When you want more privacy for your front or backyard, fencing is the obvious answer. However, while it may seem like a simple project, installing a privacy fence requires quite a bit of planning to get it right. If you’re thinking about adding a new privacy fence to your property, there are several factors that you should take into consideration so you don’t run into any issues securing the privacy that you want.
Before you call a fencing company or head to the store for supplies, you must check local zoning codes to determine what type of privacy fence is permissible in your area. Most jurisdictions have height restrictions for fencing. HouseLogic notes that common limits are 6 feet for side and backyards and 4 feet for front yards. Some areas may also have rules about the type of materials that you can use and what direction it can face. Ensure that you understand all zoning rules before planning your fence. If you’re subject to neighborhood association or subdivision restrictions, ensure you’re aware of those as well. If you build a fence that doesn’t conform to local restrictions, you may have to tear it down.
Be a Good Neighbor
In many cases, you’ll want to place your privacy fence on the border between your home and the neighbor’s property. While you’re not required to, it’s a good idea to inform your neighbors of your plans so they’re not surprised when you start constructing your fence. If there are any disagreements about the property line, get them settled before you install the fencing. Usually, you install your fence with the finished side facing your neighbor’s property. If you don’t want to be stuck with the unfinished side facing your yard, opt for one that is finished on both sides.
While the goal of your fence is to create privacy, there may be some areas of your yard that don’t require as a high a fence as others. In fact, in smaller areas, a tall fence may make the spot feel closed in and cramped. It might even block a particularly attractive view. Don’t assume that your privacy fence has to have the same height or design around your entire property. You can vary the height to fit your needs and even vary the materials that you use. If the back of your property faces a wooded area, you might want a solid wood or vinyl fence in that area. Simple chain link fencing may work in this spot to preserve your view of the trees. In the front of your home, you might want your privacy fence to have a more decorative look since it faces the street, so a wooden style with lattice panels at the top may work best. Using multiple materials for your fencing allows you to keep your budget down, too.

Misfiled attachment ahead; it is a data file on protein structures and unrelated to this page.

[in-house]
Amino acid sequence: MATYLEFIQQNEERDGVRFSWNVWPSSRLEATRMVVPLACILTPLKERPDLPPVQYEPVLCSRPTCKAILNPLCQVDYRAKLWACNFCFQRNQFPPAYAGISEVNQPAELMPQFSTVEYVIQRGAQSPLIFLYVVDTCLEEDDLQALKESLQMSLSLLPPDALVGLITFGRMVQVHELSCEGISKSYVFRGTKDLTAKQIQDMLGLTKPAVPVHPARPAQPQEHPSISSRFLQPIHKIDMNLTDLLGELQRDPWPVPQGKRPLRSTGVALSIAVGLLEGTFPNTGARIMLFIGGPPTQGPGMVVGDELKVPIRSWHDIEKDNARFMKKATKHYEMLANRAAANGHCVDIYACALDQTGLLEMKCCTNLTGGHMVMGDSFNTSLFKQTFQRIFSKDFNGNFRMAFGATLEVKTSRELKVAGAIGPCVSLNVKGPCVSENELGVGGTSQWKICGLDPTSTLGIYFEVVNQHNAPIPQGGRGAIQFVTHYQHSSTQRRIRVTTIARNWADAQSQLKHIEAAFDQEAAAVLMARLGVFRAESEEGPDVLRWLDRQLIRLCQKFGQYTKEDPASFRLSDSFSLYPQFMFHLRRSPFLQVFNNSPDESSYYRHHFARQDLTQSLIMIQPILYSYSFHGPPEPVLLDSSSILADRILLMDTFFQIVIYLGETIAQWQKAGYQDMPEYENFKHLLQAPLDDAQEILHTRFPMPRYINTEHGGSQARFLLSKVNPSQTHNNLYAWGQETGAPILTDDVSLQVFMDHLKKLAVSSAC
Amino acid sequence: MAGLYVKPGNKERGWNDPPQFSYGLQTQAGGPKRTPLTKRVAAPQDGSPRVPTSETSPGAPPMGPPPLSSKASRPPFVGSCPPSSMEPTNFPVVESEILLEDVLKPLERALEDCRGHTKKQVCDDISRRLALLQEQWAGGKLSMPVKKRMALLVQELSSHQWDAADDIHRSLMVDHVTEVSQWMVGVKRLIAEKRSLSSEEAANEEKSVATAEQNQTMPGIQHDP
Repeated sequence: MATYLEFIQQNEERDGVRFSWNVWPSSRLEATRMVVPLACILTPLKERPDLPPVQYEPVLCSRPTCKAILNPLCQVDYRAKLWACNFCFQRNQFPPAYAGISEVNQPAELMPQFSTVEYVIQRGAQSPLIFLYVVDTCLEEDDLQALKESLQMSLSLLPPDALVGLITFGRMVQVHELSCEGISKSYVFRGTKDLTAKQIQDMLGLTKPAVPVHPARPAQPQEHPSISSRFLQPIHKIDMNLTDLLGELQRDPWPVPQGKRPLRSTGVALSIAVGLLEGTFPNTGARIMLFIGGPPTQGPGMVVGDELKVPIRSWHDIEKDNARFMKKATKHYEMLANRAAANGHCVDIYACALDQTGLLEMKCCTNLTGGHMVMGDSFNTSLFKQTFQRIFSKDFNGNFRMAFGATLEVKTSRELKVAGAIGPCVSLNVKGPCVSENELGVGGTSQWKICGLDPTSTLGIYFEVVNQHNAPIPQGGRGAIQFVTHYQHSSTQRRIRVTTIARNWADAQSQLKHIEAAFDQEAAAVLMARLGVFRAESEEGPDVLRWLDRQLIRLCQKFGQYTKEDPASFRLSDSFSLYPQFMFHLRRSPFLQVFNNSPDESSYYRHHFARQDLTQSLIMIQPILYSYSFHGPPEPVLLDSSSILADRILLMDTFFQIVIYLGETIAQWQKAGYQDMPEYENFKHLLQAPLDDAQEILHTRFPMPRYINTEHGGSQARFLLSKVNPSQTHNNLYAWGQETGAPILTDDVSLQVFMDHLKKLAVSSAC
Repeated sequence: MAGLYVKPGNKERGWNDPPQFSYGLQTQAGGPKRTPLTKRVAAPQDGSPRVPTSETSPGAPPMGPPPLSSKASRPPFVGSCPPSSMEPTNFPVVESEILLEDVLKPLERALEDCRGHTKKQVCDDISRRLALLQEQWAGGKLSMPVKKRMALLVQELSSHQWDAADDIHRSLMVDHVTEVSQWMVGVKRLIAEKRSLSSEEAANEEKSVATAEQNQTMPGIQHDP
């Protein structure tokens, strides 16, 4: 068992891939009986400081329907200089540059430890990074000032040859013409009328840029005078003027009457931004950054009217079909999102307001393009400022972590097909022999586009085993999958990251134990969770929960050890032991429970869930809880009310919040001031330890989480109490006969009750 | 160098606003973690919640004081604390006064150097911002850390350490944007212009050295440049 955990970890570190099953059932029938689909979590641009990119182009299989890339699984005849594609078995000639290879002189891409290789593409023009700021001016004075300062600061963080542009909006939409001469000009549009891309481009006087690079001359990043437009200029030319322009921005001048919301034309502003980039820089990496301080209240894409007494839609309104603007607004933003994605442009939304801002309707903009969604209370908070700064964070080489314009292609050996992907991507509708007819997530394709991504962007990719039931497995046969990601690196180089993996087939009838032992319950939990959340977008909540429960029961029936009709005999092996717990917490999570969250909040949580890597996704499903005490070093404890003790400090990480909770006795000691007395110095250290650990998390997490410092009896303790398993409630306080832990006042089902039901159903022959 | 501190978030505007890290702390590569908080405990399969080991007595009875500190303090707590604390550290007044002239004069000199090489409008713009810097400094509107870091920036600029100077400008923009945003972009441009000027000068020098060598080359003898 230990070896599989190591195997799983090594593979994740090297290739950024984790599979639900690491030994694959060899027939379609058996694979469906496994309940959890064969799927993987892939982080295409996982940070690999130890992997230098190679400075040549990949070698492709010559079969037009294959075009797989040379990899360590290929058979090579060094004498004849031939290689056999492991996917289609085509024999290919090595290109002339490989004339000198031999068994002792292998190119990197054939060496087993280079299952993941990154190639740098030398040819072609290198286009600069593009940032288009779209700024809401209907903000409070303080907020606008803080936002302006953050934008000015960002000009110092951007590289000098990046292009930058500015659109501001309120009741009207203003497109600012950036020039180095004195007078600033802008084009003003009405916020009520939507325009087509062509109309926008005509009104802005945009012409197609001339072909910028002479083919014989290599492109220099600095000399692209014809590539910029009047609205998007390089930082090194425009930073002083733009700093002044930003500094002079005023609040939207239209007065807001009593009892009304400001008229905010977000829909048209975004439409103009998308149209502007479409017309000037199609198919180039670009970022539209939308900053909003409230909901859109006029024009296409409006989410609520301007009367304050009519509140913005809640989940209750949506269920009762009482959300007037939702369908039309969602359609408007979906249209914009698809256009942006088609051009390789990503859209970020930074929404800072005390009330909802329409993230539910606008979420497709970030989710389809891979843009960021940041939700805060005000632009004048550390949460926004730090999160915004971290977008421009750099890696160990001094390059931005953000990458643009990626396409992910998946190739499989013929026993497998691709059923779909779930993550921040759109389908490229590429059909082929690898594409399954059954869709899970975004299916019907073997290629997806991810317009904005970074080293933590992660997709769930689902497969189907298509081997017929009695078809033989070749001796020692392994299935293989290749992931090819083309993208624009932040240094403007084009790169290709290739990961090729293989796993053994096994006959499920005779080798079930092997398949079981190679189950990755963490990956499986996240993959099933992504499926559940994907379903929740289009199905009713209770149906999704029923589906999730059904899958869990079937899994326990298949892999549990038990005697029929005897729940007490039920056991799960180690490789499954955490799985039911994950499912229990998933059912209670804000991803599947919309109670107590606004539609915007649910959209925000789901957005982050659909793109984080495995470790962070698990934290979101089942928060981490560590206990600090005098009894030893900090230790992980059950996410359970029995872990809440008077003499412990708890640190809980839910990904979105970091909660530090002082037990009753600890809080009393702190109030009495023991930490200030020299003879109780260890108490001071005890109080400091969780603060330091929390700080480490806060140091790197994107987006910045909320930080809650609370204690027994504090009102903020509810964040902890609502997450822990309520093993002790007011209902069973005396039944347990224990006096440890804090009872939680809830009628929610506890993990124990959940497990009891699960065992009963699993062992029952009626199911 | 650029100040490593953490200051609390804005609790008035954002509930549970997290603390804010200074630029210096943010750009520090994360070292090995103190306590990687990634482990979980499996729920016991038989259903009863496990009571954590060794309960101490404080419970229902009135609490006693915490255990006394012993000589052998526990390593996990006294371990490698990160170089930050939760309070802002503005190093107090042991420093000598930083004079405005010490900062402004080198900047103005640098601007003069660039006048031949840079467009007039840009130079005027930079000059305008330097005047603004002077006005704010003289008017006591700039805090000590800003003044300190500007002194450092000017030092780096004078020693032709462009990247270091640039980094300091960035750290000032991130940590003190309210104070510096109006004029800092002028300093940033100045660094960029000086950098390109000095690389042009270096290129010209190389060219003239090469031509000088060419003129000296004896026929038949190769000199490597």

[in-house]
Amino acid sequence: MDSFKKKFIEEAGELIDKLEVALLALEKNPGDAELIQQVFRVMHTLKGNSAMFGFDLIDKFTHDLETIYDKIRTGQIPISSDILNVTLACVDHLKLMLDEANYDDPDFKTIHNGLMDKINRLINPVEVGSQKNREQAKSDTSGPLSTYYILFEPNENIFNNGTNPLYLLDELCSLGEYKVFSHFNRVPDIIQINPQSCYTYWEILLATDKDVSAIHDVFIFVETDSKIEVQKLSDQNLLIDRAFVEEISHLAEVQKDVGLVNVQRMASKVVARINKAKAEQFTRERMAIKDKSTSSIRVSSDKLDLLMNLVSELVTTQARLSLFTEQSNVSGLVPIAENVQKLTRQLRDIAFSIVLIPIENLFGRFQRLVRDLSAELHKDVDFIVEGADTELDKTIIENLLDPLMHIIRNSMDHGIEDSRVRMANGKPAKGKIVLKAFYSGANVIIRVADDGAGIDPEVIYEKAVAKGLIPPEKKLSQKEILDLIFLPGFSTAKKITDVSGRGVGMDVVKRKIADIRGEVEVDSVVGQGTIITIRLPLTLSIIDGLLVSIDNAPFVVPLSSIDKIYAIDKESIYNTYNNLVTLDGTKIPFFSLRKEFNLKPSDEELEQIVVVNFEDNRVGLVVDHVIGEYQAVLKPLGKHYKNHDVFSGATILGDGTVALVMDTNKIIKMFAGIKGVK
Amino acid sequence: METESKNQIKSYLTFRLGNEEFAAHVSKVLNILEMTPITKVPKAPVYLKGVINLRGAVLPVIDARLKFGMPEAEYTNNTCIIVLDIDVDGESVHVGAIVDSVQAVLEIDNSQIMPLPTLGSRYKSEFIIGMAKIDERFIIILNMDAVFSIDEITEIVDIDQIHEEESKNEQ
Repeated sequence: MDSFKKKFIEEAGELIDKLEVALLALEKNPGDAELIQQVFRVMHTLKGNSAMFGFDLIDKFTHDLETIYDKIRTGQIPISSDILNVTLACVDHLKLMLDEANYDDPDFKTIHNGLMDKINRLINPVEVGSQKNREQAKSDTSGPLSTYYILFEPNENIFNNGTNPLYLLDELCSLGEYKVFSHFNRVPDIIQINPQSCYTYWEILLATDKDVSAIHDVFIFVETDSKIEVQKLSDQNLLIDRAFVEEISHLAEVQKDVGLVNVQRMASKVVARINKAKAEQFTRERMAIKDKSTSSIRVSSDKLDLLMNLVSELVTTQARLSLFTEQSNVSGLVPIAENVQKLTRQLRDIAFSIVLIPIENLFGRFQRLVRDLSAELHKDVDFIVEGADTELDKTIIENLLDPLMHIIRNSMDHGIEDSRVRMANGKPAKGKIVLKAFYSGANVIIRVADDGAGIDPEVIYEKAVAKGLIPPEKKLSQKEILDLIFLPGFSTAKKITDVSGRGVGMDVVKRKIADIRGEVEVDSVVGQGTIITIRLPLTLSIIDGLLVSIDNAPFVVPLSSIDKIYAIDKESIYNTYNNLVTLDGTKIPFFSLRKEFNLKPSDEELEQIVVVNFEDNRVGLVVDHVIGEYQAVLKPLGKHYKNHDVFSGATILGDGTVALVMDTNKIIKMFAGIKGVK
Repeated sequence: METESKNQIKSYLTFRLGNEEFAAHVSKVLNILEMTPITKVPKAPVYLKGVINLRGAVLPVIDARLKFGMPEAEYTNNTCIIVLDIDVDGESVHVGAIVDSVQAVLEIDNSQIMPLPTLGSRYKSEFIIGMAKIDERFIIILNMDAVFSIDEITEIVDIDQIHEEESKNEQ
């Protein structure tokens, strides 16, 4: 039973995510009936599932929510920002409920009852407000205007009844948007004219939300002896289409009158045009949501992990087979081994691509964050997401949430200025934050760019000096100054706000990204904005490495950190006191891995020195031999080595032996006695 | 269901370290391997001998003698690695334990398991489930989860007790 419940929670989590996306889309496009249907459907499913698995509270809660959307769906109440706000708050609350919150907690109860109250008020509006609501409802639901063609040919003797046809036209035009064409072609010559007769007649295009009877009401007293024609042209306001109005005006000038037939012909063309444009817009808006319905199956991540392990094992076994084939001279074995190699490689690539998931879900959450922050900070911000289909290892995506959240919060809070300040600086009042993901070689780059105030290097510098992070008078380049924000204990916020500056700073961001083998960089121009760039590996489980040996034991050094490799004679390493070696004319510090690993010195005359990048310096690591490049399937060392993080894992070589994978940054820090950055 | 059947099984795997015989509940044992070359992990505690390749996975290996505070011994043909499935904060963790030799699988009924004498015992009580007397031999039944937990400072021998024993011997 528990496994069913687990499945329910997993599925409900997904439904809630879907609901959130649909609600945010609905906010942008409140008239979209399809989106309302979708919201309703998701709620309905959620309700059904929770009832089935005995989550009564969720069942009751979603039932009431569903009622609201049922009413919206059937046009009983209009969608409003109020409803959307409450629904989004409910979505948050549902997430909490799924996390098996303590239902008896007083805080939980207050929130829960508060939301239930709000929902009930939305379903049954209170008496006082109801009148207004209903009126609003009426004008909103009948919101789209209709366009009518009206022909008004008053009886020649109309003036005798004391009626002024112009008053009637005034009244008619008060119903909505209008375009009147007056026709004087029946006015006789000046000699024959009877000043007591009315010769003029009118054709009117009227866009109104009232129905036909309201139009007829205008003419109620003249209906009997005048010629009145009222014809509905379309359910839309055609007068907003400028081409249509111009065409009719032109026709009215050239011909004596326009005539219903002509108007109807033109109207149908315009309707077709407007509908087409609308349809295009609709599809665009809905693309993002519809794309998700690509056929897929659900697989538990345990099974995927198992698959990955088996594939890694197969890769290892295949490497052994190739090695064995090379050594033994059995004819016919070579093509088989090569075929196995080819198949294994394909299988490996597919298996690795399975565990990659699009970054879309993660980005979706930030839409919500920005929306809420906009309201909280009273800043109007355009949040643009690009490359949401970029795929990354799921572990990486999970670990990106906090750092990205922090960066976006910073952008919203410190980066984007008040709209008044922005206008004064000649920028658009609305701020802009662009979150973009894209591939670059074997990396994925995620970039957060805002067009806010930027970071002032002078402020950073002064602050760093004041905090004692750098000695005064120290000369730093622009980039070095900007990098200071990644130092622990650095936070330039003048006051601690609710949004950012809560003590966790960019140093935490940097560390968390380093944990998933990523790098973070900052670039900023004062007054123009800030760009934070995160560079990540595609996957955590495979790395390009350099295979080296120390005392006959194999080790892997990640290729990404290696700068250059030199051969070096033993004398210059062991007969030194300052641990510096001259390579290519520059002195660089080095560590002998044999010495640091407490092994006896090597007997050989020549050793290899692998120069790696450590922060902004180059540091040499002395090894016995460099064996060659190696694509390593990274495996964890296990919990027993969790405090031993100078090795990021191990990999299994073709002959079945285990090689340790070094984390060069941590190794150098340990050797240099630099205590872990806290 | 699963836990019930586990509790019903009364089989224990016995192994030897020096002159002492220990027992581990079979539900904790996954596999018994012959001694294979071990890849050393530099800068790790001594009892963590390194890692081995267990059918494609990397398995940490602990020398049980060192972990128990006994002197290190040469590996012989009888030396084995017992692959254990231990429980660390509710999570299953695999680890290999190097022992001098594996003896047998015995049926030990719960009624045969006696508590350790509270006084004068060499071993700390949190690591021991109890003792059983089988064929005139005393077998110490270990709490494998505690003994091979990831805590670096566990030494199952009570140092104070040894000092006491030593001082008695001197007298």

Create a Test Fence
Before starting the installation of your fence, test your design to ensure that it will provide effective privacy for your home. It’ll save you the expense of having to buy new materials if your fence isn’t tall or solid enough. You can create a test fence by hanging old sheets in the areas where you need privacy. If there’s nothing to hang the sheets on, have a friend or family member stand in various spots around your property with a piece of cardboard that’s the same height as your fence, so you can walk around and see how effective the height will be.